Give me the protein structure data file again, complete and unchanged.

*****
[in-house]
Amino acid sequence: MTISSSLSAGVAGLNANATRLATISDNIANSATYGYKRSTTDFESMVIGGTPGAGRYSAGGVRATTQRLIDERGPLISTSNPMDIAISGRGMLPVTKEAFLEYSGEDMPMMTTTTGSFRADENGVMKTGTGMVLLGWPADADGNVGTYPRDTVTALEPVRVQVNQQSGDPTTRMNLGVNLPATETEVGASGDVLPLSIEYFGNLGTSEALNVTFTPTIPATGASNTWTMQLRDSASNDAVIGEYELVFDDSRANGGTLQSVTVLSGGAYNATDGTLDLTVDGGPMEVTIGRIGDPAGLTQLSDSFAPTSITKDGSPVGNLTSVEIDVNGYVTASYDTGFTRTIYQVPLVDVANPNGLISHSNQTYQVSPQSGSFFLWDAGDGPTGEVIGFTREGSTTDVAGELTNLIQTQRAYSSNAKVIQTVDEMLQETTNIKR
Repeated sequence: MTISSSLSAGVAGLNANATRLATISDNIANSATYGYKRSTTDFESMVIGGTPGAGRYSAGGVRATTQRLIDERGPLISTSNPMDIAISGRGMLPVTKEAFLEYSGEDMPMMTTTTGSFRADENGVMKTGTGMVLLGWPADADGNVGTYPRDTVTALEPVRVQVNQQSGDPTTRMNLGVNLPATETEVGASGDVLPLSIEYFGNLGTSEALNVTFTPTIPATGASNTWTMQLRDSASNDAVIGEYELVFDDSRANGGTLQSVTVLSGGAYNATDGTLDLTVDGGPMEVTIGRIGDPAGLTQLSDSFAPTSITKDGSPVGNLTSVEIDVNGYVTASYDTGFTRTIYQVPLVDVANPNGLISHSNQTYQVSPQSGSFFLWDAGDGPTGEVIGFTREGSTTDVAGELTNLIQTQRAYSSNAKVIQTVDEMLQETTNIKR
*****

[in-house]
Amino acid sequence: MTISSSLSAGVAGLNANATRLATISDNIANSATYGYKRSTTDFESMVIGGTPGAGRYSAGGVRATTQRLIDERGPLISTSNPMDIAISGRGMLPVTKEAFLEYSGEDMPMMTTTTGSFRADENGVMKTGTGMVLLGWPADADGNVGTYPRDTVTALEPVRVQVNQQSGDPTTRMNLGVNLPATETEVGASGDVLPLSIEYFGNLGTSEALNVTFTPTIPATGASNTWTMQLRDSASNDAVIGEYELVFDDSRANGGTLQSVTVLSGGAYNATDGTLDLTVDGGPMEVTIGRIGDPAGLTQLSDSFAPTSITKDGSPVGNLTSVEIDVNGYVTASYDTGFTRTIYQVPLVDVANPNGLISHSNQTYQVSPQSGSFFLWDAGDGPTGEVIGFTREGSTTDVAGELTNLIQTQRAYSSNAKVIQTVDEMLQETTNIKR
Repeated sequence: MTISSSLSAGVAGLNANATRLATISDNIANSATYGYKRSTTDFESMVIGGTPGAGRYSAGGVRATTQRLIDERGPLISTSNPMDIAISGRGMLPVTKEAFLEYSGEDMPMMTTTTGSFRADENGVMKTGTGMVLLGWPADADGNVGTYPRDTVTALEPVRVQVNQQSGDPTTRMNLGVNLPATETEVGASGDVLPLSIEYFGNLGTSEALNVTFTPTIPATGASNTWTMQLRDSASNDAVIGEYELVFDDSRANGGTLQSVTVLSGGAYNATDGTLDLTVDGGPMEVTIGRIGDPAGLTQLSDSFAPTSITKDGSPVGNLTSVEIDVNGYVTASYDTGFTRTIYQVPLVDVANPNGLISHSNQTYQVSPQSGSFFLWDAGDGPTGEVIGFTREGSTTDVAGELTNLIQTQRAYSSNAKVIQTVDEMLQETTNIKR